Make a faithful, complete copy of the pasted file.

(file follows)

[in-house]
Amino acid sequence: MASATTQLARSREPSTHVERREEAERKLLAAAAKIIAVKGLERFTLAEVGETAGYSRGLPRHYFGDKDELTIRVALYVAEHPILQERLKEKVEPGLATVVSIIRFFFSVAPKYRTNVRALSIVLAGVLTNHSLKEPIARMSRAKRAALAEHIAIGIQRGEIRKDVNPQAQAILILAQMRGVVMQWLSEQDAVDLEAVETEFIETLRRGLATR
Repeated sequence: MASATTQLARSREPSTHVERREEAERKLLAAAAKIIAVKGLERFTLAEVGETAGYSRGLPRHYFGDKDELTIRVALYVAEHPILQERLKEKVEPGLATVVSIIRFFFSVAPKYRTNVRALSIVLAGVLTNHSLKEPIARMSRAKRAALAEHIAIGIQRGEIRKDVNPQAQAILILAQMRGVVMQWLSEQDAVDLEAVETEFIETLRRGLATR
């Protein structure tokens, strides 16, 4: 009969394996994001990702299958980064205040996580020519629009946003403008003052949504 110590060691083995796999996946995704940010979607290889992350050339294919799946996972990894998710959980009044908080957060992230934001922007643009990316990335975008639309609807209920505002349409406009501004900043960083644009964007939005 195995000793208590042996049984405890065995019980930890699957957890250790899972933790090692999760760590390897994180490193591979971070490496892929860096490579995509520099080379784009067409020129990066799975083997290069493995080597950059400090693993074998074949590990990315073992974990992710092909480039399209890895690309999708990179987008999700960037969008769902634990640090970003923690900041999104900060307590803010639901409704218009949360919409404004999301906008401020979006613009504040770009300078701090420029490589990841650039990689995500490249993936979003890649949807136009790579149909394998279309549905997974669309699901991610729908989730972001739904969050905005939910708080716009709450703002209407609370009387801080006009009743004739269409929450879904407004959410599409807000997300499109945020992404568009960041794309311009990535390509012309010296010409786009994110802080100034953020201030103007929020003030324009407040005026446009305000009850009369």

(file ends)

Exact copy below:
[in-house]
Amino acid sequence: MASATTQLARSREPSTHVERREEAERKLLAAAAKIIAVKGLERFTLAEVGETAGYSRGLPRHYFGDKDELTIRVALYVAEHPILQERLKEKVEPGLATVVSIIRFFFSVAPKYRTNVRALSIVLAGVLTNHSLKEPIARMSRAKRAALAEHIAIGIQRGEIRKDVNPQAQAILILAQMRGVVMQWLSEQDAVDLEAVETEFIETLRRGLATR
Repeated sequence: MASATTQLARSREPSTHVERREEAERKLLAAAAKIIAVKGLERFTLAEVGETAGYSRGLPRHYFGDKDELTIRVALYVAEHPILQERLKEKVEPGLATVVSIIRFFFSVAPKYRTNVRALSIVLAGVLTNHSLKEPIARMSRAKRAALAEHIAIGIQRGEIRKDVNPQAQAILILAQMRGVVMQWLSEQDAVDLEAVETEFIETLRRGLATR
């Protein structure tokens, strides 16, 4: 009969394996994001990702299958980064205040996580020519629009946003403008003052949504 110590060691083995796999996946995704940010979607290889992350050339294919799946996972990894998710959980009044908080957060992230934001922007643009990316990335975008639309609807209920505002349409406009501004900043960083644009964007939005 195995000793208590042996049984405890065995019980930890699957957890250790899972933790090692999760760590390897994180490193591979971070490496892929860096490579995509520099080379784009067409020129990066799975083997290069493995080597950059400090693993074998074949590990990315073992974990992710092909480039399209890895690309999708990179987008999700960037969008769902634990640090970003923690900041999104900060307590803010639901409704218009949360919409404004999301906008401020979006613009504040770009300078701090420029490589990841650039990689995500490249993936979003890649949807136009790579149909394998279309549905997974669309699901991610729908989730972001739904969050905005939910708080716009709450703002209407609370009387801080006009009743004739269409929450879904407004959410599409807000997300499109945020992404568009960041794309311009990535390509012309010296010409786009994110802080100034953020201030103007929020003030324009407040005026446009305000009850009369």